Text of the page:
By then, there were all sorts of signs that the organization had finally shifted out of rebuild mode. Rutschman needed a few weeks to get comfortable after coming up in May and was quickly establishing himself as one of the top all-around catchers in the game. López was on his way to his first All-Star Game at the head of a no-name bullpen that was performing beyond anyone’s wildest expectations.
The rotation was spotty, but Lyles grinded out innings and young starters Tyler Wells and Dean Kremer were starting to look like keepers.
The Orioles weren’t exactly crushing the baseball, but they seemed to find their swing in the late innings and delivered a number of exciting comeback victories. They also got some footing on the late-night highlight shows, largely because of the breakout performance of flashy shortstop Jorge Mateo, who would make dazzling plays on an almost nightly basis and also out-sprinted teammate Cedric Mullins to finish the season as the American League stolen base leader.
All this left Elias with some tough choices to make when the midseason trade deadline arrived in early August. The fans obviously wanted him to stay the course and give the O’s the best possible chance to snatch that third American League wild card berth, but Elias stayed his own course and continued to build his “elite talent pipeline” by trading away López and popular slugger Trey Mancini.
There’s no way to know how that affected the Orioles’ chances of reaching the playoffs, but they did not let up. Félix Bautista graduated into the closer role and was terrific, but the Orioles still had trouble scoring runs in September and certainly could have used Mancini down the stretch.
Even though Mullins had another strong offensive season and Anthony Santander set career highs with 33 homers and 89 RBIs, the offense averaged just under four runs per game (3.97) from September 1st through the end of the season, and that average fell to just 3.06 runs per game if you exclude the four games in which they scored nine runs or more.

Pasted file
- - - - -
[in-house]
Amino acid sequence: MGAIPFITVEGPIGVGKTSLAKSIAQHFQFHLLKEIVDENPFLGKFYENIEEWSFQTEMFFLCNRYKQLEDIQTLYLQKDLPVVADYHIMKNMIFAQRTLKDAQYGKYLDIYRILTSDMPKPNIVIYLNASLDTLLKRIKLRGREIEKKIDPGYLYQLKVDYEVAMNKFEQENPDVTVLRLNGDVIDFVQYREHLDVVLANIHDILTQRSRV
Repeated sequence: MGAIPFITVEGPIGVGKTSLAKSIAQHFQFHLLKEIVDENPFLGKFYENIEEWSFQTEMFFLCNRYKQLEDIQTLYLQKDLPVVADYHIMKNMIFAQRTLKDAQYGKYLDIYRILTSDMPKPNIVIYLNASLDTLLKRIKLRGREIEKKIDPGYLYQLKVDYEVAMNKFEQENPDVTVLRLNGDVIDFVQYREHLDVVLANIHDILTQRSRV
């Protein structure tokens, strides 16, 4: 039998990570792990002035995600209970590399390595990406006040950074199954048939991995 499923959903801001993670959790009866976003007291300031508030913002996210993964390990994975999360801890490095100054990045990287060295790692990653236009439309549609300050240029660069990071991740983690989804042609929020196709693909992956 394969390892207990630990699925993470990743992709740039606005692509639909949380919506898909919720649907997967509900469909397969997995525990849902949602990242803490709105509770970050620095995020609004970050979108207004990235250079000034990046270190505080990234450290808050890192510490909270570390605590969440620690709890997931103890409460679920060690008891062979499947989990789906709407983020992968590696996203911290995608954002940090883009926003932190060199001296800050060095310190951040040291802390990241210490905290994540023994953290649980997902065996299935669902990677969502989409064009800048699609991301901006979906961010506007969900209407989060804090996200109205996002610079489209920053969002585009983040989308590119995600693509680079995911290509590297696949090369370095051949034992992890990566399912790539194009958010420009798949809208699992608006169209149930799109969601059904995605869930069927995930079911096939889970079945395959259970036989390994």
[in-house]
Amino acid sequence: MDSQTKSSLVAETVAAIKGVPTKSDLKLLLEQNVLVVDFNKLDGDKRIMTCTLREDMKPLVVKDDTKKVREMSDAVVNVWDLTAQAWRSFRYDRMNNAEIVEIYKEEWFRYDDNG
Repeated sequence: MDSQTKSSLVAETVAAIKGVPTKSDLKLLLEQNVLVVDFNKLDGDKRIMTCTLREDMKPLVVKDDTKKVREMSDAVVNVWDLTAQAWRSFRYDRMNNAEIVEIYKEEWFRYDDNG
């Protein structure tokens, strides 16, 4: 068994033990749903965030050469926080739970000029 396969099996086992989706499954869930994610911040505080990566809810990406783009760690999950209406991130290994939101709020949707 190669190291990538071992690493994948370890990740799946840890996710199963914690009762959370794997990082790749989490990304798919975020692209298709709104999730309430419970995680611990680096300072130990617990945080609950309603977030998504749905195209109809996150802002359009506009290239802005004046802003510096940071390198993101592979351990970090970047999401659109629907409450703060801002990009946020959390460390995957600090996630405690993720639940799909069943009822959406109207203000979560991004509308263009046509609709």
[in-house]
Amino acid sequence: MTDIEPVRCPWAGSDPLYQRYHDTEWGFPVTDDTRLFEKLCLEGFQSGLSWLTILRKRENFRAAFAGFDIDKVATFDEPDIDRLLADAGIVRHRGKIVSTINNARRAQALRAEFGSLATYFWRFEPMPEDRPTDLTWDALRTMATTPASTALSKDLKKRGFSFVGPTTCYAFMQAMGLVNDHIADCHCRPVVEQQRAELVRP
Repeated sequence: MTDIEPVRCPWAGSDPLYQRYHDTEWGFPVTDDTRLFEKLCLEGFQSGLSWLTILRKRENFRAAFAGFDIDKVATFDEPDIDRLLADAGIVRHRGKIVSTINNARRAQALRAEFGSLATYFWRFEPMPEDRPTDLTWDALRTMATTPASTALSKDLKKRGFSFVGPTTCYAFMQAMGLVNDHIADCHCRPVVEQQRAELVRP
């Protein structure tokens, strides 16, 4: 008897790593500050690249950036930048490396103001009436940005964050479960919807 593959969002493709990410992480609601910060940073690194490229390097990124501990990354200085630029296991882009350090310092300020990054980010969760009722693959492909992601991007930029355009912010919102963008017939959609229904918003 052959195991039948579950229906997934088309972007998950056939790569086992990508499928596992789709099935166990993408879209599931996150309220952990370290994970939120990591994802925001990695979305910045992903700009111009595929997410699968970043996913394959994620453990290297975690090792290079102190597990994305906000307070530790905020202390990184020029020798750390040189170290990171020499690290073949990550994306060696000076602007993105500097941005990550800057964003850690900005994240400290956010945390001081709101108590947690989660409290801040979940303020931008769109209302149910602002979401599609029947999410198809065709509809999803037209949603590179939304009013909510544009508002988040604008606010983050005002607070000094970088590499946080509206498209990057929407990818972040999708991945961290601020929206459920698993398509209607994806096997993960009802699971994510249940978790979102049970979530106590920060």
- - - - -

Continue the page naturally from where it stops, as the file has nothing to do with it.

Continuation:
It seems clear, however, that with the emergence of Rutschman and the late-season arrival of Gunnar Henderson, the Orioles are positioned well to pump up the volume at the plate next year.
The playoff dream died when the O’s lost eight of their last 12 games, but they delivered a few more highlights on the way to a series victory over the AL East champion Yankees in the Bronx that locked up their first winning season since 2016. Making Aaron Judge wait until they left town to hit his American League record 62nd home run was just a bonus.
It was quite a ride and all the indicators going forward are positive, but that makes the coming offseason all the more important. The Orioles showed that they could be ready for prime time in 2023, but this uplifting season still did not move the needle when it came to attendance, which was only slightly higher than the last season (2019) in which attendance was not restricted because of COVID.
Elias has promised to pursue some significant acquisitions this winter and he now has the organizational depth to deal from a position of strength.
Should be interesting. If Elias could get the Orioles this far with fringe acquisitions such as Mateo, Bautista and Austin Voth, imagine what he might do with some real money and good young players to trade.